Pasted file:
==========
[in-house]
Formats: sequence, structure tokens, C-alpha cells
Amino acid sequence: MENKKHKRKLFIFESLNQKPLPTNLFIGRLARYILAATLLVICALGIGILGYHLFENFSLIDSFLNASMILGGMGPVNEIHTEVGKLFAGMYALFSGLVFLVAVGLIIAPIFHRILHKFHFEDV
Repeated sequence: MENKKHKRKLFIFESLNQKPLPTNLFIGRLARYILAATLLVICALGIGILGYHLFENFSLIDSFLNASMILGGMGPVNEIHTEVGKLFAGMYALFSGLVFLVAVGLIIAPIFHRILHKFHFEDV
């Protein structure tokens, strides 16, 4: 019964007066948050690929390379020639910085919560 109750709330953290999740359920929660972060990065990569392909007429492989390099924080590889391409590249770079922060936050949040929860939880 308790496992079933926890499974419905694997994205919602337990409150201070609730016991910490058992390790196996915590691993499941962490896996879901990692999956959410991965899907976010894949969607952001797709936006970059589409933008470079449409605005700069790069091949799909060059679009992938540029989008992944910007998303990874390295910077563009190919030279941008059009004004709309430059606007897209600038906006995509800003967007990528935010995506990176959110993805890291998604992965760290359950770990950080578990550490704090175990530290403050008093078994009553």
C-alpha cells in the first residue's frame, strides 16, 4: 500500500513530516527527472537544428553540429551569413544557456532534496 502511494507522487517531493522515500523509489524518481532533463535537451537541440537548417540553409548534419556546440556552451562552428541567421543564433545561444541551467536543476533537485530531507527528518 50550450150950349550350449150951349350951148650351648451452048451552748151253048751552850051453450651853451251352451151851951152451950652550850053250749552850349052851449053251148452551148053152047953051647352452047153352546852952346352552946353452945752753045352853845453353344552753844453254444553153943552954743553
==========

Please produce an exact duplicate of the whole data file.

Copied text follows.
[in-house]
Formats: sequence, structure tokens, C-alpha cells
Amino acid sequence: MENKKHKRKLFIFESLNQKPLPTNLFIGRLARYILAATLLVICALGIGILGYHLFENFSLIDSFLNASMILGGMGPVNEIHTEVGKLFAGMYALFSGLVFLVAVGLIIAPIFHRILHKFHFEDV
Repeated sequence: MENKKHKRKLFIFESLNQKPLPTNLFIGRLARYILAATLLVICALGIGILGYHLFENFSLIDSFLNASMILGGMGPVNEIHTEVGKLFAGMYALFSGLVFLVAVGLIIAPIFHRILHKFHFEDV
């Protein structure tokens, strides 16, 4: 019964007066948050690929390379020639910085919560 109750709330953290999740359920929660972060990065990569392909007429492989390099924080590889391409590249770079922060936050949040929860939880 308790496992079933926890499974419905694997994205919602337990409150201070609730016991910490058992390790196996915590691993499941962490896996879901990692999956959410991965899907976010894949969607952001797709936006970059589409933008470079449409605005700069790069091949799909060059679009992938540029989008992944910007998303990874390295910077563009190919030279941008059009004004709309430059606007897209600038906006995509800003967007990528935010995506990176959110993805890291998604992965760290359950770990950080578990550490704090175990530290403050008093078994009553």
C-alpha cells in the first residue's frame, strides 16, 4: 500500500513530516527527472537544428553540429551569413544557456532534496 502511494507522487517531493522515500523509489524518481532533463535537451537541440537548417540553409548534419556546440556552451562552428541567421543564433545561444541551467536543476533537485530531507527528518 50550450150950349550350449150951349350951148650351648451452048451552748151253048751552850051453450651853451251352451151851951152451950652550850053250749552850349052851449053251148452551148053152047953051647352452047153352546852952346352552946353452945752753045352853845453353344552753844453254444553153943552954743553